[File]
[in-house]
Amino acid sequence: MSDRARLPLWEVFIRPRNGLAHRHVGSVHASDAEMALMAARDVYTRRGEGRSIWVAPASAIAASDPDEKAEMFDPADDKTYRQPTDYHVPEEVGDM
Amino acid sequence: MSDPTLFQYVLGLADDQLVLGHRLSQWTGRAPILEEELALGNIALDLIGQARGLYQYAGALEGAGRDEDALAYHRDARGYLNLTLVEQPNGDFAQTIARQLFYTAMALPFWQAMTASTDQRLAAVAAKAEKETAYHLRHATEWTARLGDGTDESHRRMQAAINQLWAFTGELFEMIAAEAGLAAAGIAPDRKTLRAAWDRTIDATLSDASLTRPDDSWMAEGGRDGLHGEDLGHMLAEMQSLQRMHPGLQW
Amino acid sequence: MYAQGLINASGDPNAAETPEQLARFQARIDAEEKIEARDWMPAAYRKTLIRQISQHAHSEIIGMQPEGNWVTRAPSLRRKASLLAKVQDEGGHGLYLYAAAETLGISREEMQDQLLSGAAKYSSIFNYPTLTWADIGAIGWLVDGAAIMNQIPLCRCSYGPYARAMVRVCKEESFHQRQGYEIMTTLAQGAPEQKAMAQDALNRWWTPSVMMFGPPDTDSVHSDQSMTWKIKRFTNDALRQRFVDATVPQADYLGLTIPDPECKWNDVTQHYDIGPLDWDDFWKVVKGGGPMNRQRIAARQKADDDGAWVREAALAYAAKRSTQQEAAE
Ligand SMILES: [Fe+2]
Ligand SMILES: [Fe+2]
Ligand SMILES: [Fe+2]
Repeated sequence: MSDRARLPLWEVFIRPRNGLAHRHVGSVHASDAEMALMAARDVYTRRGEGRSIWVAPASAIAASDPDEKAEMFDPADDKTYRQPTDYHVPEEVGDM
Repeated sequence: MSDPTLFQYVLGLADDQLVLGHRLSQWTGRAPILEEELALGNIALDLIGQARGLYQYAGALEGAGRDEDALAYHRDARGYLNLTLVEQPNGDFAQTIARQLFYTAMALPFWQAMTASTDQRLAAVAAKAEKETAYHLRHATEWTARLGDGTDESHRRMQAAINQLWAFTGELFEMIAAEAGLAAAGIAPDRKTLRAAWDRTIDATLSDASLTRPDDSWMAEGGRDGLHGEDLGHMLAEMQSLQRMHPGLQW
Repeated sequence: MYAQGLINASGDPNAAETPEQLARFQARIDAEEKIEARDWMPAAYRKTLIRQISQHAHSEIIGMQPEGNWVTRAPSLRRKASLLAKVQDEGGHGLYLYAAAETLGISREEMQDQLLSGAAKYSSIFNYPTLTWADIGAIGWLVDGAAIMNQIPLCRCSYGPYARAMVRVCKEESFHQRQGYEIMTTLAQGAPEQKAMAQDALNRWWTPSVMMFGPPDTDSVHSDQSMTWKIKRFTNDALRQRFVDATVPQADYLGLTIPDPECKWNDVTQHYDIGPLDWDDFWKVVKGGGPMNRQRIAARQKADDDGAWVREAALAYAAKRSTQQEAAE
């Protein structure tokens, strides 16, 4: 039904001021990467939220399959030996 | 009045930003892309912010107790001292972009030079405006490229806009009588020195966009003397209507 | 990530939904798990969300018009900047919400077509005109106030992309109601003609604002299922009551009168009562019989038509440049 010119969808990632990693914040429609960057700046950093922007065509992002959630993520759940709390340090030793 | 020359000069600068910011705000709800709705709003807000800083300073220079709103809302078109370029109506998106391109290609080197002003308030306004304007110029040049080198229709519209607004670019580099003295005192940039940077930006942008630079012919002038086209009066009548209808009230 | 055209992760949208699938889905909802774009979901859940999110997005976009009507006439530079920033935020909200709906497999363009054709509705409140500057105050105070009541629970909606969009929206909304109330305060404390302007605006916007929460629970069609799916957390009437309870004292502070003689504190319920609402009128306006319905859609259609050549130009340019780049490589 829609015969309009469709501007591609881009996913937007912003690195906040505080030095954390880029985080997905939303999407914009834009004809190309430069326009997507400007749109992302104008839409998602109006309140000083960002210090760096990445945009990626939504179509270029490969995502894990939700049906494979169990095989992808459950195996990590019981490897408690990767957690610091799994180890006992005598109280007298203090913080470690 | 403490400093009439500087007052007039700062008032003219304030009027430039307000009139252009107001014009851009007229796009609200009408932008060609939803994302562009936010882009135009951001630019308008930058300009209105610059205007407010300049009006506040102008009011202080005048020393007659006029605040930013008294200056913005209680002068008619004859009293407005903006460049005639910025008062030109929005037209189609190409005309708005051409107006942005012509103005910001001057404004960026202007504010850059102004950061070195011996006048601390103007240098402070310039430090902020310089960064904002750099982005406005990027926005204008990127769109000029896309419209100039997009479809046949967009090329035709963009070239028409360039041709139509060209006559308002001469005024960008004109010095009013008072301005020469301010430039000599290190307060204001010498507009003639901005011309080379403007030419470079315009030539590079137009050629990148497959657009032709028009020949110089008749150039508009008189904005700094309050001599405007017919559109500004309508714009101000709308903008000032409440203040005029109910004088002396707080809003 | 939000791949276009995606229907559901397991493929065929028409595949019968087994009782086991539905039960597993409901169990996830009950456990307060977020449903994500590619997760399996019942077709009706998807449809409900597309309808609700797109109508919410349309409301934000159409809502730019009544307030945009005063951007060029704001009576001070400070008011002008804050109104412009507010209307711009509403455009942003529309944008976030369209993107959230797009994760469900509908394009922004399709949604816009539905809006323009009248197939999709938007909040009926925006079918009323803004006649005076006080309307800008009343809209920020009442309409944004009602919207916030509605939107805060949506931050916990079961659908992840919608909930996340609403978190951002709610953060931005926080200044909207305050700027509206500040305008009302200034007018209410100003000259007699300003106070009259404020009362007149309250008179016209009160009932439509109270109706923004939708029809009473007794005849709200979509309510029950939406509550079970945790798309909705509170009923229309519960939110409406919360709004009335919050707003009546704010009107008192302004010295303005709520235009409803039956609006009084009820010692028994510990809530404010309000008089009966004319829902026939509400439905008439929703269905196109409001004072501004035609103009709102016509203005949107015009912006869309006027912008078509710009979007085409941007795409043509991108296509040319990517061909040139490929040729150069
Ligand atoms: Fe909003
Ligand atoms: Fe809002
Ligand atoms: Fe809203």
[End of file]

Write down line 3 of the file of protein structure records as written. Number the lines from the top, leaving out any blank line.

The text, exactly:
Amino acid sequence: MSDPTLFQYVLGLADDQLVLGHRLSQWTGRAPILEEELALGNIALDLIGQARGLYQYAGALEGAGRDEDALAYHRDARGYLNLTLVEQPNGDFAQTIARQLFYTAMALPFWQAMTASTDQRLAAVAAKAEKETAYHLRHATEWTARLGDGTDESHRRMQAAINQLWAFTGELFEMIAAEAGLAAAGIAPDRKTLRAAWDRTIDATLSDASLTRPDDSWMAEGGRDGLHGEDLGHMLAEMQSLQRMHPGLQW